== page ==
CINCINNATI - More than seven decades after an audacious bombing run by the Doolittle Tokyo Raiders rallied their own nation while stunning another, the World War II heroes are still adding to their legacy.
The group will receive the Congressional Gold Medal on April 15 in Washington then present it on April 18 - the 73d anniversary of the raid - to the National Museum of the U.S. Air Force.
The gold medal will go on display at the museum near Dayton, Ohio, joining an exhibit depicting the launch from an aircraft carrier of the Raiders' daring 1942 attack on Japan.
The only two surviving Raiders - retired Lt. Col. Richard "Dick" Cole and Staff Sgt. David Thatcher - plan to attend the museum ceremony.
A third Doolittle Raider, Lt. Col. Robert Hite, died Sunday at a Nashville, Tenn., nursing facility. He was 95.
Relatives of the 80 Raiders also are expected to attend the weekend of events, some of them private.
The gold medal - the highest civilian honor Congress can give - is also a tribute to the mission's leader, the late Gen. James "Jimmy" Doolittle, Cole said. Doolittle died in 1993 at age 96.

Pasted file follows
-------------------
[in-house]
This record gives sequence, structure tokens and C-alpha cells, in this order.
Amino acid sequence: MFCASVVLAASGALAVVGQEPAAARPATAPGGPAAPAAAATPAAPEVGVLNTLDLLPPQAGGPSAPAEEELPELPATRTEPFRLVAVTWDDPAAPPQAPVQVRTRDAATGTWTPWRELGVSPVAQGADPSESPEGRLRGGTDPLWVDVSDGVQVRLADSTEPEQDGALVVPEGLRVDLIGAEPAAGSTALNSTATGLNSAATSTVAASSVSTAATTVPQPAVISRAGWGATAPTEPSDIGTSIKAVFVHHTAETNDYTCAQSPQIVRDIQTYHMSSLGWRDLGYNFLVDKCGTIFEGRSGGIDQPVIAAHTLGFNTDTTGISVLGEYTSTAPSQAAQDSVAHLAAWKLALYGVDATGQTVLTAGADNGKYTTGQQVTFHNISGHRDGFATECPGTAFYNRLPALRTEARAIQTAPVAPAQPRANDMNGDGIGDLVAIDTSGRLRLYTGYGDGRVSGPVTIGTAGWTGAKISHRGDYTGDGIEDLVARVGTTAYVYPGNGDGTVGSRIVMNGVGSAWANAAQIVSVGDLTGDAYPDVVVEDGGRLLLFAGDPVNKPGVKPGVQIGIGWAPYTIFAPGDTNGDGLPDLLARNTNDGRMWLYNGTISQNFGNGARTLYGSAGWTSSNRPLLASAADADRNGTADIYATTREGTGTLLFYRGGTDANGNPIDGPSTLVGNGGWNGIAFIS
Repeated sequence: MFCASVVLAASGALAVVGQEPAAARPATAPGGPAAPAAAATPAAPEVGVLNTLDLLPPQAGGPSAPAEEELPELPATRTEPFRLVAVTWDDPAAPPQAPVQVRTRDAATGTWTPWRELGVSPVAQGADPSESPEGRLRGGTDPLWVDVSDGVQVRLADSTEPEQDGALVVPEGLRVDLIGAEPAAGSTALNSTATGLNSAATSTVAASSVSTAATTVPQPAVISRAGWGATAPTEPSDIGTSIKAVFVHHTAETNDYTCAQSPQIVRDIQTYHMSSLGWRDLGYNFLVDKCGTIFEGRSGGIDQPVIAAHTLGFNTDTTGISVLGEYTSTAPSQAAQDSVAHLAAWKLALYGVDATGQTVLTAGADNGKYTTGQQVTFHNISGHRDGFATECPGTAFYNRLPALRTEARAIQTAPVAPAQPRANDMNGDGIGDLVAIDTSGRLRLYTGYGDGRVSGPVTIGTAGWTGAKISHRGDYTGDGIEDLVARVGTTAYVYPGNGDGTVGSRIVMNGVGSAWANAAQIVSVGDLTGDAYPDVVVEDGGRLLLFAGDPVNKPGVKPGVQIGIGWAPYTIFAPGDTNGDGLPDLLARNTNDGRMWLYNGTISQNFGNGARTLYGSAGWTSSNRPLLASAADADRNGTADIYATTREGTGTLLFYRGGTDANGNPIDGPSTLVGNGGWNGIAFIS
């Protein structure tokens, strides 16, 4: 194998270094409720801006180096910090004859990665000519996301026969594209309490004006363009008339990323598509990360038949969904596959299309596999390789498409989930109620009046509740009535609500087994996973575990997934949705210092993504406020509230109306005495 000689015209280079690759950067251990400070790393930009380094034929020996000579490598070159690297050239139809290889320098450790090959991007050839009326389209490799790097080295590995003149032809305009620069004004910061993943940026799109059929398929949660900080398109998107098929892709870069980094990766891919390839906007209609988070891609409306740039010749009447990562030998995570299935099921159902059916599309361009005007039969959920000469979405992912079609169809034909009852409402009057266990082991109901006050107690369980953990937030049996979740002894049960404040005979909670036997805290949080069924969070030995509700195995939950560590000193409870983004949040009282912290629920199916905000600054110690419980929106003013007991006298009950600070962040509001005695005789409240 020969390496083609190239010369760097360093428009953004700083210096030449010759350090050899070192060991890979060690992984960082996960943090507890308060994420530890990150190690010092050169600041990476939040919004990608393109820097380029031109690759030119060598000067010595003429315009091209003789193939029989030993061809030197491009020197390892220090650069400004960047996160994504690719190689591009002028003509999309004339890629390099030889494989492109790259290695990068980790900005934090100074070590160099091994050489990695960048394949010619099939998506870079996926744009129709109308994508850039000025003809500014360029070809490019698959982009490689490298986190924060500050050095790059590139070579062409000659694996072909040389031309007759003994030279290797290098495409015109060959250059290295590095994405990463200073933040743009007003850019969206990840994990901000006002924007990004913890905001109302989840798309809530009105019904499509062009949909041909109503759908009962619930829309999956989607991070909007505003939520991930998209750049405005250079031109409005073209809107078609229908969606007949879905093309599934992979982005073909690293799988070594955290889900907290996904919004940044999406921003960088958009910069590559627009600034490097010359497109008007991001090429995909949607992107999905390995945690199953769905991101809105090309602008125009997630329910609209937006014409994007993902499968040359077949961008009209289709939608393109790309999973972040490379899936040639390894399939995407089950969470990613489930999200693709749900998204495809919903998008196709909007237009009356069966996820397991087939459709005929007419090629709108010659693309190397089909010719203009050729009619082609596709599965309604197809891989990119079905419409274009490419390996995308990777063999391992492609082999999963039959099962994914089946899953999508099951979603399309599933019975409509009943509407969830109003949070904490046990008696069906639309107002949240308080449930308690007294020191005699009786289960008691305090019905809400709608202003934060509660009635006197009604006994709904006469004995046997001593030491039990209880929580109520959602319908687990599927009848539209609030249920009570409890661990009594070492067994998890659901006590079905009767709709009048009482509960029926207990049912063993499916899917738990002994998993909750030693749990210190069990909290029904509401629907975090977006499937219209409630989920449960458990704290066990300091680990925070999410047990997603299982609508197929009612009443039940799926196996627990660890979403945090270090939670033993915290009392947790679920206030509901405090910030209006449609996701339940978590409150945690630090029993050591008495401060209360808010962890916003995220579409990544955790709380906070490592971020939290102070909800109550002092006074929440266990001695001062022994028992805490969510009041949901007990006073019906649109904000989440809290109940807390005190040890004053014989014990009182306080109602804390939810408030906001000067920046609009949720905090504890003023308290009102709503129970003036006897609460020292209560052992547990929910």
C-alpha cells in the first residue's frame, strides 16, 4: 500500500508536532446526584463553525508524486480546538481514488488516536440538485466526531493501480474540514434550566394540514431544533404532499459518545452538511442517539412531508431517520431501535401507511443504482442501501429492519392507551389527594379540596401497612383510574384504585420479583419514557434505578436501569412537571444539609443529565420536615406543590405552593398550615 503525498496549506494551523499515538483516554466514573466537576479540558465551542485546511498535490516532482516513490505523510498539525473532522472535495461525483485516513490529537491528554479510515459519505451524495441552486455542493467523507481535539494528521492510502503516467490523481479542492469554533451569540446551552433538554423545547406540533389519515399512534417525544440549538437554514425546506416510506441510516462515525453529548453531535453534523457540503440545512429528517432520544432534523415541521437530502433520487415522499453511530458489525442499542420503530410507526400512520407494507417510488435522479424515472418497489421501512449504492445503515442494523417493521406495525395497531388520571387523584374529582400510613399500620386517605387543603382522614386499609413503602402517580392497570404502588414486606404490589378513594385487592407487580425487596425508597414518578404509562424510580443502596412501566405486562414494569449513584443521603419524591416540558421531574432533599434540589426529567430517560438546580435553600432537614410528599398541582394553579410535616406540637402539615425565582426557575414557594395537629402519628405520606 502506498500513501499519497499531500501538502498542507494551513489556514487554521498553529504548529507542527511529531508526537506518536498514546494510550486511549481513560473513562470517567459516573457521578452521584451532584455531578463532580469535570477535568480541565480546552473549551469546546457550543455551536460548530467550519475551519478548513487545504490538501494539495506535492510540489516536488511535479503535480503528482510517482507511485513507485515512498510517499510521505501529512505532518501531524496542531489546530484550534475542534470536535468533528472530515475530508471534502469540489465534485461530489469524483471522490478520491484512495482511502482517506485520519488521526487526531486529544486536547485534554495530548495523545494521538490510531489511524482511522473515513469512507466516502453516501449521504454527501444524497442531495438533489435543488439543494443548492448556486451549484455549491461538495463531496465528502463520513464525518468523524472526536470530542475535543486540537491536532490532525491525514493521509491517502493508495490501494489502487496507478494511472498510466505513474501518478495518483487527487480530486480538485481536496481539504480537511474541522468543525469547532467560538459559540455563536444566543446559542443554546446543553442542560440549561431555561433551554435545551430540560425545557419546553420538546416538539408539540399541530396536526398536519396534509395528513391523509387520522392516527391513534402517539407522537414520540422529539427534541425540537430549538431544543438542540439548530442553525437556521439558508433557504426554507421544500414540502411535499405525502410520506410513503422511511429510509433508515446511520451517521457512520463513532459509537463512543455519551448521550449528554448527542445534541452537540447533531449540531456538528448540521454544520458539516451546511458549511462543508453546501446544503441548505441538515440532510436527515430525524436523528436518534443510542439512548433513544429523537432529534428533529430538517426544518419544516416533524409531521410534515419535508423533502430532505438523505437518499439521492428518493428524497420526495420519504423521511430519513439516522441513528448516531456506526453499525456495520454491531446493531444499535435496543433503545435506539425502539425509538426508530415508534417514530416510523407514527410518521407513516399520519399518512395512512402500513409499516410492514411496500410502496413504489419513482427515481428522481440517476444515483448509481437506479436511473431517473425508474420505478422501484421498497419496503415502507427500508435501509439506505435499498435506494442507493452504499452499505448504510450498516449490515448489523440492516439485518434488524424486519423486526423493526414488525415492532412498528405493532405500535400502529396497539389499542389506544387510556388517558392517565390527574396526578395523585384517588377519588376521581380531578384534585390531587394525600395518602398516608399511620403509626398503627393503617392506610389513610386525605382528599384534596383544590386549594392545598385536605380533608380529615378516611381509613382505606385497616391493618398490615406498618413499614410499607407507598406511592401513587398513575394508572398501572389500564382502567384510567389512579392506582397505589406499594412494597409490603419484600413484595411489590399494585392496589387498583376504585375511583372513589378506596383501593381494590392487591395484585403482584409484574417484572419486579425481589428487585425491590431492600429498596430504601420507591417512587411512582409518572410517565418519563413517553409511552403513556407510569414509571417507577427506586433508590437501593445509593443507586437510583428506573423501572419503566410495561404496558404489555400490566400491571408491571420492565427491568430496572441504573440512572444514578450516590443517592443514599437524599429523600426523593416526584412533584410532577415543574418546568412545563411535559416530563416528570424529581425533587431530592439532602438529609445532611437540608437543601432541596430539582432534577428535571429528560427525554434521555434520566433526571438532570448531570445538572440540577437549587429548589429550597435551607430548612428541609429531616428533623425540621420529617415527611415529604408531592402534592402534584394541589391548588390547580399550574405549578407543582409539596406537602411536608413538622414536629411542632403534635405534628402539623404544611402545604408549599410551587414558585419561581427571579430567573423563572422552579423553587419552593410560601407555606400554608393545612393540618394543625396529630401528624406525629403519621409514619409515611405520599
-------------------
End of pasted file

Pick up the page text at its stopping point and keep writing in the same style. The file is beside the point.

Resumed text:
While the 16 B-25 bombers launched at sea inflicted only scattered damage on Japan, the attack was credited with boosting American morale while shaking Japan's confidence and prompting strategy shifts less than five months after the Japanese attack on Pearl Harbor.
"We did everything that the mission was planned to do," said Cole, who was Doolittle's copilot.
Cole, 99, and the other Raiders have often given humble assessments of their heroism, saying they were simply performing their duties, and he did again last week when discussing the gold medal.
"I think it's very nice," said Cole, who attended President Obama's signing last year of the legislative measure to strike the gold medal. "But it was something that might be a bit too much."